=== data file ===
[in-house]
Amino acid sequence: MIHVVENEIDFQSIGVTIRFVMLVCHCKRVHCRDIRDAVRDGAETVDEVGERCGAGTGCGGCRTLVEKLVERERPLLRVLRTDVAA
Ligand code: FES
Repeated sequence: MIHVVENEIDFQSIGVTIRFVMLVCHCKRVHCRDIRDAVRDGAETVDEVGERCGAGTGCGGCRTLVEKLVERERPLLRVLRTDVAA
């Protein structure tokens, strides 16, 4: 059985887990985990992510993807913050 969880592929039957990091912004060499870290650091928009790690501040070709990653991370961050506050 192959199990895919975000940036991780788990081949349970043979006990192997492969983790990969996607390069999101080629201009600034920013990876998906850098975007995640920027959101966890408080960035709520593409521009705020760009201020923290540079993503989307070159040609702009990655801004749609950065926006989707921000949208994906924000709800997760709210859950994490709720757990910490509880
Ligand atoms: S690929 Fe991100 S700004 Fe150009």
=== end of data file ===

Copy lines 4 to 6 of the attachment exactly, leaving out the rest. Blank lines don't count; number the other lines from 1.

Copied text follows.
Repeated sequence: MIHVVENEIDFQSIGVTIRFVMLVCHCKRVHCRDIRDAVRDGAETVDEVGERCGAGTGCGGCRTLVEKLVERERPLLRVLRTDVAA
């Protein structure tokens, strides 16, 4: 059985887990985990992510993807913050 969880592929039957990091912004060499870290650091928009790690501040070709990653991370961050506050 192959199990895919975000940036991780788990081949349970043979006990192997492969983790990969996607390069999101080629201009600034920013990876998906850098975007995640920027959101966890408080960035709520593409521009705020760009201020923290540079993503989307070159040609702009990655801004749609950065926006989707921000949208994906924000709800997760709210859950994490709720757990910490509880
Ligand atoms: S690929 Fe991100 S700004 Fe150009």